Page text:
ASIO’s new question and detention warrants are just one in a myriad of bills, acts and amendments that are summarised and scrutinised in a new book, writes Athena Rogers.
When an act of terrorism strikes, everyday Muslims in Australia suffer alongside every other Australian, writes Zoya Patel.
Why do we turn some incidents of political violence into public spectacles of terrorism while obscuring others?
The murders of Charlie Hebdo journalists was a horrific tragedy. But that does not mean the “right to offend” is a cause we should champion, writes Somayra Ismailjee.
Confused as to what Australia’s new security laws mean for civil rights? Rhys Ryan explains why we should be concerned.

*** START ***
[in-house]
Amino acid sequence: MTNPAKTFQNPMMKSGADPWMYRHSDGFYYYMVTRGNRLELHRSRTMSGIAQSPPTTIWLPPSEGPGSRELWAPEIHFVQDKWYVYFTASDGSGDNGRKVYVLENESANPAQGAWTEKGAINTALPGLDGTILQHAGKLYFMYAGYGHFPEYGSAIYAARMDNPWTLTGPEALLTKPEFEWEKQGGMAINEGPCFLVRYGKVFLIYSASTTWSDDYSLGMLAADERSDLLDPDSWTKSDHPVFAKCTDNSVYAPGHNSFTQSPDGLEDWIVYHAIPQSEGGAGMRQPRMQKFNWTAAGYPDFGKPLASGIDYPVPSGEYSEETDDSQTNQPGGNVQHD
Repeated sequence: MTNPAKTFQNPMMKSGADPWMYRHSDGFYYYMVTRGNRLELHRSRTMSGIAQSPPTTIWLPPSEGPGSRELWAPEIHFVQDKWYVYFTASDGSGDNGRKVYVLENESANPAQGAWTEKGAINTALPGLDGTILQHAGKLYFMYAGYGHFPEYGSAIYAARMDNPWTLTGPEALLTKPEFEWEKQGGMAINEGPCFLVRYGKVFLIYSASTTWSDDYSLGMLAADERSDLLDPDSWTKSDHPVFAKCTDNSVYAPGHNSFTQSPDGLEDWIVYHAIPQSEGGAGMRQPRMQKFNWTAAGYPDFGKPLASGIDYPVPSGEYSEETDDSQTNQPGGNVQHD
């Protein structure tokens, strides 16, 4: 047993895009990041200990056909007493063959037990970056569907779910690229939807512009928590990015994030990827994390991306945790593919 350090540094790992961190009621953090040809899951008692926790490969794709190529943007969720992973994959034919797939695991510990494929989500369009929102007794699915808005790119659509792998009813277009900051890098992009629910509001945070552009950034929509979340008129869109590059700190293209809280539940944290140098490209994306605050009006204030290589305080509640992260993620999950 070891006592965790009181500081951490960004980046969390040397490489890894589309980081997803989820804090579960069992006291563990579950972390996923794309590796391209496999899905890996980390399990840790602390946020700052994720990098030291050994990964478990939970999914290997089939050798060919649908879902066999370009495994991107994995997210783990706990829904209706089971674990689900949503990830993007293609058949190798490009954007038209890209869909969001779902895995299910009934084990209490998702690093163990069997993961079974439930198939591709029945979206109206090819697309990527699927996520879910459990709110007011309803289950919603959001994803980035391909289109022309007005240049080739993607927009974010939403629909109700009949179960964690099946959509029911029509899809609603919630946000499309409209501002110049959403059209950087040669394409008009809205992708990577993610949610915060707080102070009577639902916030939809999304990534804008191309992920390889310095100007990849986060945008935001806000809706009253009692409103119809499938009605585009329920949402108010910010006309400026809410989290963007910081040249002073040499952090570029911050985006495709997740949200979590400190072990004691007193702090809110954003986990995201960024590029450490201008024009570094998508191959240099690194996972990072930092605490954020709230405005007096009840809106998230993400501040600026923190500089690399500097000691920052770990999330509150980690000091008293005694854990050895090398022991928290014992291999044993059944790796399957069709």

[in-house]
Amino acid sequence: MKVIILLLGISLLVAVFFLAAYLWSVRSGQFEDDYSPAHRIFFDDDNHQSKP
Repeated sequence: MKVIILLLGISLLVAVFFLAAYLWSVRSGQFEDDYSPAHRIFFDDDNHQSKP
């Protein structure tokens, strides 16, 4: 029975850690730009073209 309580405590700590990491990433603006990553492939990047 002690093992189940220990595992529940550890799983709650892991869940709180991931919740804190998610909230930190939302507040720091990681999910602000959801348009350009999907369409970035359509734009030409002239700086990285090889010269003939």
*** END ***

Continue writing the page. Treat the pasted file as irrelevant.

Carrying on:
In October, Right Now explored the relationship between human rights and identity. Read our October issue here.
What motivates your average Australian to engage with an extreme cause?
Right Now Radio – October Edition.
Is “extreme multiculturalism” leading to cultural relativism and terrorism? Sayomi Ariyawansa critiques Kevin Donnelley’s theory.
Right Now Editor Hector Sharp interviews Mike Smith, former UN Human Rights Commissioner and current Executive Director of UNCTED about life, terrorism and human rights education.
Asher Hirsch on surveillance and human rights.
Gun violence is seemingly far removed from Australia, but by investing in the weapons industry and indulging in recreational drugs, we fuel ongoing drug wars in Mexico. Disarm, by Pedro Reyes, creatively calls arms companies to account, writes Erin Handley.